Abstract

Here we describe a conditional piggyBac transposition system in mice and report the discovery of large sets of new cancer genes through a pancreatic insertional mutagenesis screen. We identify Foxp1 as an oncogenic transcription factor that drives pancreatic cancer invasion and spread in a mouse model and correlates with lymph node metastasis in human patients with pancreatic cancer. The propensity of piggyBac for open chromatin also enabled genome-wide screening for cancer-relevant noncoding DNA, which pinpointed a Cdkn2a cis-regulatory region. Histologically, we observed different tumor subentities and discovered associated genetic events, including Fign insertions in hepatoid pancreatic cancer. Our studies demonstrate the power of genetic screening to discover cancer drivers that are difficult to identify by other approaches to cancer genome analysis, such as downstream targets of commonly mutated human cancer genes. These piggyBac resources are universally applicable in any tissue context and provide unique experimental access to the genetic complexity of cancer.

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Acknowledgements

We thank the Wellcome Trust Sanger Institute Research Support Facility for excellent technical assistance as well as K. Yusa and B. Göttgens for discussions and advice. The work was supported by the Wellcome Trust (to A.B.), the German Cancer Consortium (to R.R.) and the Helmholtz Gemeinschaft (PCCC Consortium; to R.R. and D.S.).

Author information

Author notes

    • Roland Rad
    •  & Lena Rad

    These authors contributed equally to this work.

Affiliations

  1. Department of Medicine II, Klinikum Rechts der Isar, Technische Universität München, München, Germany.

    • Roland Rad
    • , Julia Weber
    • , Maren Hieber
    • , Christian Veltkamp
    • , Stefan Eser
    • , Ulf Geumann
    • , Rupert Öllinger
    • , Magdalena Zukowska
    • , Maxim Barenboim
    • , Roman Maresch
    • , Barbara Seidler
    • , Anne Krug
    • , Ursula Ehmer
    • , Günter Schneider
    • , Roland M Schmid
    •  & Dieter Saur
  2. German Cancer Consortium (DKTK), German Cancer Research Center (DKFZ), Heidelberg, Germany.

    • Roland Rad
    • , Julia Weber
    • , Ulf Geumann
    • , Maxim Barenboim
    • , Roman Maresch
    •  & Dieter Saur
  3. The Wellcome Trust Sanger Institute, Genome Campus, Hinxton, Cambridgeshire, UK.

    • Roland Rad
    • , Lena Rad
    • , Wei Wang
    • , Alexander Strong
    • , Hannes Ponstingl
    • , Iraad F Bronner
    • , Matthew Mayho
    • , Mathias Friedrich
    • , Haydn Prosser
    • , Emmanouil Metzakopian
    • , Zemin Ning
    • , Michael A Quail
    • , George Vassiliou
    • , Pentao Liu
    •  & Allan Bradley
  4. Department of Pathology, Klinikum Rechts der Isar, Technische Universität München, München, Germany.

    • Katja Steiger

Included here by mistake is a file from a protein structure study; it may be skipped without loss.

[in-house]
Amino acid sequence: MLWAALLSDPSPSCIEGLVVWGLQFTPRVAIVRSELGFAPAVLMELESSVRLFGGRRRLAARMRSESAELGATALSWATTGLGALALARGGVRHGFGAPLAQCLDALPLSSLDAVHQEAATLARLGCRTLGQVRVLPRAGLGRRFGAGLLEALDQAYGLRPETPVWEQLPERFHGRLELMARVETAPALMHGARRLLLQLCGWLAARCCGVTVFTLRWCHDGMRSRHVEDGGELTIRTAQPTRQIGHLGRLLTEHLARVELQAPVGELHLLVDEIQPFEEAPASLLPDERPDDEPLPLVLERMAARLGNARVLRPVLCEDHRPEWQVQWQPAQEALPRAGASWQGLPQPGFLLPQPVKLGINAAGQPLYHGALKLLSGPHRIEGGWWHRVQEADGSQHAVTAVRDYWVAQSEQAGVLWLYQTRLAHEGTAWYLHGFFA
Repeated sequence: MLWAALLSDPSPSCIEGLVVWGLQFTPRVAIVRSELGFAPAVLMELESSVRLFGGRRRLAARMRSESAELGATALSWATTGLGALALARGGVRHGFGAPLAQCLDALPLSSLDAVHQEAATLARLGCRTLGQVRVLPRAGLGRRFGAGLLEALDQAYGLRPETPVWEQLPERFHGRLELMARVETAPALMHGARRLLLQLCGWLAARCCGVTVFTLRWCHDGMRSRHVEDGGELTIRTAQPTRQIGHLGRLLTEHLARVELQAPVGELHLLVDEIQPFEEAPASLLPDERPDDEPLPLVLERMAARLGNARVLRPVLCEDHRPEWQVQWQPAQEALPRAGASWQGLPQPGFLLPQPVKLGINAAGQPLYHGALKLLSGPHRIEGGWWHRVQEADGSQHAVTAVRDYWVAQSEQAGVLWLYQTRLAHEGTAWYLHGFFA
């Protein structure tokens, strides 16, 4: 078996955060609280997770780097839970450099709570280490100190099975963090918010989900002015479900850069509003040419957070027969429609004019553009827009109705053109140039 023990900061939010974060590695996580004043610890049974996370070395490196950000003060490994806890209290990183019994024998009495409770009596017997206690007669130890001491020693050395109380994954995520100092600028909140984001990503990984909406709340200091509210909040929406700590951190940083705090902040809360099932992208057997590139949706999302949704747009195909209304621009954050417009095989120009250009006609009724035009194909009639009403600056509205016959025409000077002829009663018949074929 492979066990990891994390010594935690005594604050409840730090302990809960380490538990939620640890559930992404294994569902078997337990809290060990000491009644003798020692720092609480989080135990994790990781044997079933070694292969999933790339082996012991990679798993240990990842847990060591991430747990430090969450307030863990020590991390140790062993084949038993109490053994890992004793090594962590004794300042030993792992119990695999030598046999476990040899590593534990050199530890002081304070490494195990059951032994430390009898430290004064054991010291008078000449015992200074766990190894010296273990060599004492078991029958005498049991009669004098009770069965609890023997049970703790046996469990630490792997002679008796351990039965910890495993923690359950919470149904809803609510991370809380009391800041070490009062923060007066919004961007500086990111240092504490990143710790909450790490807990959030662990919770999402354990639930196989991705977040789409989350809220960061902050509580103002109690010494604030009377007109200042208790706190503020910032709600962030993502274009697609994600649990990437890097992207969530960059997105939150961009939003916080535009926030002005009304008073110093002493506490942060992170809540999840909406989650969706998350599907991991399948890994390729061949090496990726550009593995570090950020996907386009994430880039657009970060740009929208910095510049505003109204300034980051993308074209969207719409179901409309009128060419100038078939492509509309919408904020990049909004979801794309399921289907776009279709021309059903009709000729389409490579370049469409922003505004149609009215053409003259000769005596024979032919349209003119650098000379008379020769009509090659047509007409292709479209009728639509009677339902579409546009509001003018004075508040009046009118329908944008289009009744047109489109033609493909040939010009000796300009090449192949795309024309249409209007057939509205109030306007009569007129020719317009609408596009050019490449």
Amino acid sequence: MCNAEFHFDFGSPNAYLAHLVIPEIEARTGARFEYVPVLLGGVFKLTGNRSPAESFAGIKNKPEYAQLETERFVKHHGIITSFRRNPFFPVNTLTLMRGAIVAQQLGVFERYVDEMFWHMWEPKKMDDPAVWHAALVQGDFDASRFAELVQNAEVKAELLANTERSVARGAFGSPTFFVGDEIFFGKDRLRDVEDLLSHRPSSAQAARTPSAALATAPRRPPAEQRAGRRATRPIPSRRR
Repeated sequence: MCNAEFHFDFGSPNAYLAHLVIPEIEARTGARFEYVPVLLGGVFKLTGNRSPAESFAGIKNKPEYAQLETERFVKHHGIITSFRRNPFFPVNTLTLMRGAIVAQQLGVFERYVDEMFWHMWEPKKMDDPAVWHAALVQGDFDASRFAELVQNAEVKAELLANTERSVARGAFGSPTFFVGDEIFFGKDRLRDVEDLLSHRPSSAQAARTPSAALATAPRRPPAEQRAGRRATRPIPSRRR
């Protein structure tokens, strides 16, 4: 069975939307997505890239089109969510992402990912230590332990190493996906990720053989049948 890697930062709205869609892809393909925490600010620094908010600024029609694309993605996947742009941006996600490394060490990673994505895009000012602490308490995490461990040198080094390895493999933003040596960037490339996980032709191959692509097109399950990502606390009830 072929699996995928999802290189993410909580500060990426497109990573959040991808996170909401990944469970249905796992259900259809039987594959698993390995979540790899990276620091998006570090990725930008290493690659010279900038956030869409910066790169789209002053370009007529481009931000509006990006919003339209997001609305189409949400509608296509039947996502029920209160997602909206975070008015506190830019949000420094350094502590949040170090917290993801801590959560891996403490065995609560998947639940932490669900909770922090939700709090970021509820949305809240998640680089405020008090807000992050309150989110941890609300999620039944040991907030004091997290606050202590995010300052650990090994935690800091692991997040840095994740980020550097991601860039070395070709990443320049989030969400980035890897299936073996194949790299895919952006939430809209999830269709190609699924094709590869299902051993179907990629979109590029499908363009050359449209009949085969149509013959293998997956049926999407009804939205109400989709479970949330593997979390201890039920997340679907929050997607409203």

5. Instituto de Medicina Oncológica y Molecular de Asturias (IMOMA), Oviedo, Spain.

    • Juan Cadiñanos
  6. Instituto de Biomedicina y Biotecnología de Cantabria (UC-CSIC-SODERCAN), Santander, Spain.

    • Ignacio Varela
  7. Department of Veterinary Medicine, University of Cambridge, Cambridge, UK.

    • Fernando Constantino-Casas
  8. Biostatistics and Bioinformatics Masonic Cancer Center, University of Minnesota, Minneapolis, Minnesota, USA.

    • Aaron Sarver
  9. Bioinformatics and Statistics, The Netherlands Cancer Institute, Amsterdam, the Netherlands.

    • Jelle ten Hoeve
    •  & Lodewyk Wessels
  10. Institute of Virology, Technische Universität München, Munich, Germany.

    • Judith Bauer
    •  & Mathias Heikenwälder
  11. Institute of Pathology, Ludwig Maximilians Universität München, München, Germany.

    • Thomas Knösel
  12. Institute of Pathology, Universität Regensburg, Regensburg, Germany.

    • Petra Rümmele
  13. Institute of Pathology, Technische Universität Dresden, Dresden, Germany.

    • Daniela Aust
  14. Department of Surgery, Technische Universität Dresden, Dresden, Germany.

    • Robert Grützmann
    •  & Christian Pilarsky
  15. Institute of Pathology, Medizinische Universität Insbruck, Insbruck, Austria.

    • Irene Esposito

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Contributions

R.R. and A.B. designed the study. R.R. wrote the paper. R.R., L.R., W.W., A. Strong, H. Ponstingl, I.F.B., M.M., K.S., J.W., M. Hieber, C.V., S.E., U.G., R.Ö., M.Z., M.B., R.M., J.C., M.F., I.V., F.C.-C., A. Sarver, B.S., J.B., E.M., A.K., U.E., M.A.Q., G.V., I.E. and D.S. performed experiments or bioinformatics or histological analyses. J.t.H., H. Prosser, M. Heikenwälder, G.S., T.K., P.R., D.A., R.G., C.P., Z.N., L.W., R.M.S., M.A.Q., P.L. and D.S. contributed biological or analytical tools.

Competing interests

The authors declare no competing financial interests.

Corresponding author

Correspondence to Roland Rad.

Supplementary information

PDF files

  1. 1.

    Supplementary Text and Figures

    Supplementary Figures 1–22 and Supplementary Table 3

Excel files

  1. 1.

    Supplementary Table 1

    Tapdance analysis to identify common insertion sites in 49 pancreatic cancers.

  2. 2.

    Supplementary Table 2

    GCK (Gaussian Kernel Convolution) analysis to identify common insertion sites in 49 pancreatic cancers.

About this article

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DOI

https://doi.org/10.1038/ng.3164

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